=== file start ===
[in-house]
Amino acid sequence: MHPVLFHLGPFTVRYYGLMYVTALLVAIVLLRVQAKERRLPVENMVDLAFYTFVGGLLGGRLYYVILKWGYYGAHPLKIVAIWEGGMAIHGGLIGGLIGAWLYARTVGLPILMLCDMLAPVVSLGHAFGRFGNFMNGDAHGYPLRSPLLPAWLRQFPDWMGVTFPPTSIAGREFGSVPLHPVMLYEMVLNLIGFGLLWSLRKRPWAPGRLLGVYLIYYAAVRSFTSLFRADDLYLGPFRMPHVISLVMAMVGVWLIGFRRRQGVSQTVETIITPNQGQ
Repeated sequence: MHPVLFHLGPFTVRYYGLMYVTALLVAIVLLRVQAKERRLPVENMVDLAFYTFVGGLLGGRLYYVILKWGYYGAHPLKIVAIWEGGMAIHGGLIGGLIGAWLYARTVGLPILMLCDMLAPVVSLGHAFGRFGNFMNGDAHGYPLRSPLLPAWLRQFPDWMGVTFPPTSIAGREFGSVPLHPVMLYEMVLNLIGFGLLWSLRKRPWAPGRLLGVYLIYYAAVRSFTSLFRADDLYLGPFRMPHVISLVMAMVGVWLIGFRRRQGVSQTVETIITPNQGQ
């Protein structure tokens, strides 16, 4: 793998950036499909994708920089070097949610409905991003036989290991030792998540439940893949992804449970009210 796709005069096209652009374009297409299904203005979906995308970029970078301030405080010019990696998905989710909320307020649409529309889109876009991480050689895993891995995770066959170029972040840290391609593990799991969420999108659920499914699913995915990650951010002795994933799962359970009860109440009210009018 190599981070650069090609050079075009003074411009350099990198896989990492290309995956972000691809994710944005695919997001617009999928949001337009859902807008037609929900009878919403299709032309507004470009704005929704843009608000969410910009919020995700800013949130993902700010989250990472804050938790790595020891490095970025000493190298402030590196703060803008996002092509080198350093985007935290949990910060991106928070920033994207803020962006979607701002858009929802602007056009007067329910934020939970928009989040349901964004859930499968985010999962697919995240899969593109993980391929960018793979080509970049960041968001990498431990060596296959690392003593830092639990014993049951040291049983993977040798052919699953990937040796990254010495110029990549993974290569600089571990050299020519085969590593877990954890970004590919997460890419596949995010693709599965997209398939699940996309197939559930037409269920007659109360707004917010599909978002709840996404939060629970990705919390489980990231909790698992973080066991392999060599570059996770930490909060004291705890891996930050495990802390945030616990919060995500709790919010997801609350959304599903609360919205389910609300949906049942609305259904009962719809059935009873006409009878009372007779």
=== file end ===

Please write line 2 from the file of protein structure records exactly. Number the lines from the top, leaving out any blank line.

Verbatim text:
Amino acid sequence: MHPVLFHLGPFTVRYYGLMYVTALLVAIVLLRVQAKERRLPVENMVDLAFYTFVGGLLGGRLYYVILKWGYYGAHPLKIVAIWEGGMAIHGGLIGGLIGAWLYARTVGLPILMLCDMLAPVVSLGHAFGRFGNFMNGDAHGYPLRSPLLPAWLRQFPDWMGVTFPPTSIAGREFGSVPLHPVMLYEMVLNLIGFGLLWSLRKRPWAPGRLLGVYLIYYAAVRSFTSLFRADDLYLGPFRMPHVISLVMAMVGVWLIGFRRRQGVSQTVETIITPNQGQ